As a point of introduction, I thought I would use the questions from Lifehackers ‘How I Work‘ series. I think it provides an interesting look at the now only what I do but how I do it.
Location: Chicago, IL
Current gig: Collections Service Project Manager
Current mobile device: Nexus 5
Current computer: Lenovo ThinkPad x230
One word that best describes how you work: Methodically
What apps/software/tools can’t you live without?
I exist in the Google universe so Gmail, Calendar, Hangouts, and Drive are all essential. Evernote has become essential once I realized the value pf putting everything you can into it. It has become my own personal electronic brain. HabitRPG takes care of my to do list and recurring tasks and project planning is done in Trello. I use The Old Reader and Doggcatcher for RSS and podcasts. Twitter is my primary source of information and primary distraction, all rolled into one. I happily pay for the premium service of LastPass and Xmarks as they keep me from having to worry about what and where my passwords and bookmarks are. Despite using Google for most everything else in my life, I am a big fan of Firefox as my browser.
What’s your workspace like?
I have a large cubical with a table and room to meet with people. I also have a massive whiteboard for planning. My space is in a high traffic area with lots of distracting noises, so I’m learning to adjust from my previous much more quite space.
What’s your best time-saving trick?
Knowing when to quit. It is beyond easy to fall into the sunk cost fallacy and spend good time and money chasing bad. Knowing when to quit and come up with a new plan or approach can save countless hours.
What’s your favorite to-do list manager?
The combination of HabitRPG and Trello works well (but integration between the two would be amazing). Planning done in Trello is translated to HabitRPG each day for my daily task list. I often also jot notes and to dos for specific projects on post-it notes as well as in a program so I can keep them in front of me and easily accessible.
Besides your phone and computer, what gadget can’t you live without?
Not a gadget really, but I have a Moleskine notebook with me everywhere I go. I’ve never found that typing notes on a computer works well for me. I spend a great deal of time in meetings and by handwriting notes I find that I remember better things that are said and actually pay better attention to what’s going on.
What everyday thing are you better at than anyone else?
Being on time. The thought of being late for something is such a cause of stress for me I learned early in life I needed to behave in a way that avoided that whenever possible. Good planning of my days and smart phone telling me where to be have made this easier but I think more than anything it’s personal drive.
What are you currently reading?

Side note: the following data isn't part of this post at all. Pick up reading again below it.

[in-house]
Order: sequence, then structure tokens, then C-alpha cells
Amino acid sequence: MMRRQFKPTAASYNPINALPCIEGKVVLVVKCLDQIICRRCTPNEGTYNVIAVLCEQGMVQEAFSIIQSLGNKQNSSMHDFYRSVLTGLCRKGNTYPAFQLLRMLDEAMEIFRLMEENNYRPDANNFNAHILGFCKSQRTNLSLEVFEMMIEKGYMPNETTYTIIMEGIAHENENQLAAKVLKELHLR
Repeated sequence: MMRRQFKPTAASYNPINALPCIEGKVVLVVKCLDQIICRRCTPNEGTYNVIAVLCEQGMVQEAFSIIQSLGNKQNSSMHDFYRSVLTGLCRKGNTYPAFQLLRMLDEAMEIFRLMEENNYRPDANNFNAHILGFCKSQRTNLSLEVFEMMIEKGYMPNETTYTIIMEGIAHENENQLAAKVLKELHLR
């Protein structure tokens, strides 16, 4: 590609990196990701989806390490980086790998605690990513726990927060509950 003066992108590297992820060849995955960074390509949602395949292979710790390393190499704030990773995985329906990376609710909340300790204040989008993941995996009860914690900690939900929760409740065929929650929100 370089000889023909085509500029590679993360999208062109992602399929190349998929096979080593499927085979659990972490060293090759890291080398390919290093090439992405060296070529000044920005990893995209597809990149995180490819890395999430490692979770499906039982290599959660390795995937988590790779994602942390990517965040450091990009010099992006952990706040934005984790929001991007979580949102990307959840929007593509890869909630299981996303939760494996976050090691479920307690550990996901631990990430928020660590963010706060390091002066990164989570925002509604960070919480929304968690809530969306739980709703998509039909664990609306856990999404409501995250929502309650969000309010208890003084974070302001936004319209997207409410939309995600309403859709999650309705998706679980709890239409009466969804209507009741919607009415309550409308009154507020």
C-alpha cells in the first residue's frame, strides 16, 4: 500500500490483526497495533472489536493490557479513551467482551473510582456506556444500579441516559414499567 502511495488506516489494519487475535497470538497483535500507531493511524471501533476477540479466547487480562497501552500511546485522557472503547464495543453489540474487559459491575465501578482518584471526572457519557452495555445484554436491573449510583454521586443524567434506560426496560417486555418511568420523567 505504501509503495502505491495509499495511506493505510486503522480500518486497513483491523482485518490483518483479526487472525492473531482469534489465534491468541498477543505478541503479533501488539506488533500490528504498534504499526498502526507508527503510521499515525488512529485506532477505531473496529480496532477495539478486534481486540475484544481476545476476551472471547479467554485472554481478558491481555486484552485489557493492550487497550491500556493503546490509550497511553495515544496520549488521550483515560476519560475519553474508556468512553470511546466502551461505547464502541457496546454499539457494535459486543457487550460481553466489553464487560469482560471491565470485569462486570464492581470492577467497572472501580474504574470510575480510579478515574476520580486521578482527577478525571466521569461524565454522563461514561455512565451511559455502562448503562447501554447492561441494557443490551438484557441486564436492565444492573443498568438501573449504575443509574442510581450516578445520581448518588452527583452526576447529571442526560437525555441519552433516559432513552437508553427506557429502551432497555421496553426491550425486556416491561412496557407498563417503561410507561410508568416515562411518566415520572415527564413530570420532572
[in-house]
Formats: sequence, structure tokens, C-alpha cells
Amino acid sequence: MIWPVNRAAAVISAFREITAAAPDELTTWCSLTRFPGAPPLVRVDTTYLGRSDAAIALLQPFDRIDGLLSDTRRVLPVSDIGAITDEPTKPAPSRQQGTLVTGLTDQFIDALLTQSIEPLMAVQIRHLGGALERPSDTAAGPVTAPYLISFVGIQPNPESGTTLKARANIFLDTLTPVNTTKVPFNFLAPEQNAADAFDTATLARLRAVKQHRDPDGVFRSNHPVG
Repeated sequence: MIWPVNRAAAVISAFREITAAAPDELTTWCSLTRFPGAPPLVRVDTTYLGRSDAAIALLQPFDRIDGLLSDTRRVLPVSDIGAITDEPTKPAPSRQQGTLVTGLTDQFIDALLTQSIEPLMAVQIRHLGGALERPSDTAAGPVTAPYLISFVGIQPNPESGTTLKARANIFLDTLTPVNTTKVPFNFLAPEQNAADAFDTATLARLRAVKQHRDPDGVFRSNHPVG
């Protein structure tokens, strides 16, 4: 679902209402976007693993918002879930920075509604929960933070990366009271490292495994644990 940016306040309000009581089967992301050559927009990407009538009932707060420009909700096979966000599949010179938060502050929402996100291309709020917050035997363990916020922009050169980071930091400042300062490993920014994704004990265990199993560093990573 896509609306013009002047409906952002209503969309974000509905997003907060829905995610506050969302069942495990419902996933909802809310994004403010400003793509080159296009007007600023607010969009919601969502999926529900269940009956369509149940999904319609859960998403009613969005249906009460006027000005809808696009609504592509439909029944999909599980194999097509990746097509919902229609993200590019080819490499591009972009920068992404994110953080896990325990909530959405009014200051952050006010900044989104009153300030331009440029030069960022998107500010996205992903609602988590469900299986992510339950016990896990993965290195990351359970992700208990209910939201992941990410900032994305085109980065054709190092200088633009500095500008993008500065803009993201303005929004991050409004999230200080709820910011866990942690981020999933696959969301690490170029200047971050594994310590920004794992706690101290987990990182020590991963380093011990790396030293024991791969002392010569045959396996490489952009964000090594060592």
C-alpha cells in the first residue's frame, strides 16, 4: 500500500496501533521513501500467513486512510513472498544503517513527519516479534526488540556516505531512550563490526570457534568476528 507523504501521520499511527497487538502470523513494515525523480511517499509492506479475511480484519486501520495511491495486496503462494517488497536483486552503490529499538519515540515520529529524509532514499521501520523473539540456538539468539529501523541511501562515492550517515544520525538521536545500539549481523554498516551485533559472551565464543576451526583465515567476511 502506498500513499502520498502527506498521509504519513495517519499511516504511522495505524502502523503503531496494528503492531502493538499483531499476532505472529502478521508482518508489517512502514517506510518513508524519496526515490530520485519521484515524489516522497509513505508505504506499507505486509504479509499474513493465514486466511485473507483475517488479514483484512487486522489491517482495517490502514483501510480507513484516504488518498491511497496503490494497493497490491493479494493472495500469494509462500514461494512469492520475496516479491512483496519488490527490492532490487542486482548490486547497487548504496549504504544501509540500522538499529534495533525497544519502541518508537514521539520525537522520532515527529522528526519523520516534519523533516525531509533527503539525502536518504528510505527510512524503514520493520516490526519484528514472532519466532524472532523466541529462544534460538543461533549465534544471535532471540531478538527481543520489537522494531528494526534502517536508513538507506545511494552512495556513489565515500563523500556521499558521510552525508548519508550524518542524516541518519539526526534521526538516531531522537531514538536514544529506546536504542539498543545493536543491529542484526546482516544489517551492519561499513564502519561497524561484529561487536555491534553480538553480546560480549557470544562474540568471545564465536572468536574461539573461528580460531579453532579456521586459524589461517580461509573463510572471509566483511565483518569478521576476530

I usually have multiple things going on. Right now it’s Wolf in White Van by John Darnielle, In the Dust of this Planet by Eugene Thacker, and Managing Transitions by William Bridges.
What do you listen to while you work?
I get easily distracted so I can’t listen to anything with lyrics while I’m working. This usually means I’m not listening to anything. I have been experimenting with some different SomaFM stations or if I really need to tune out the world, the Spektrmodule podcast of ambient music Warren Ellis does.
Are you more of an introvert or an extrovert?
Like many librarians, I’m an introvert. While I don’t have any problems getting up to speak in front of groups or attending social gatherings, they will never be my favorite things to do.
What’s your sleep routine like?
I’m up pretty early (around 5 a.m.) so I’m also in bed pretty early (usually 10:00 p.m.). I try to hold true to this although I do tend to sleep till around 7 a.m. on the weekends. I often struggle with insomnia which unfortunately seems to get worse if I’m not getting enough sleep. Keeping that from happening is something I am always working at.
Fill in the blank: I’d love to see ______ answer these same questions.
Pretty much every librarian everywhere. The jobs we do are so varied with so many approaches and unfortunately we often focus on the ‘what we are doing’ part and not the ‘how we do it” one.
What’s the best advice you’ve ever received?
Something that always stuck with me from one of my first jobs stocking shelves at a grocery store was my boss telling me to “Work smart, not hard.” It seems so basic but I’m constantly reminded of many ways we make our work and lives far more difficult than they need to be.
Is there anything else you’d like to add?
I find talking about how I do stuff to be just as interesting as the stuff I’m actually doing so please, let me know how you work.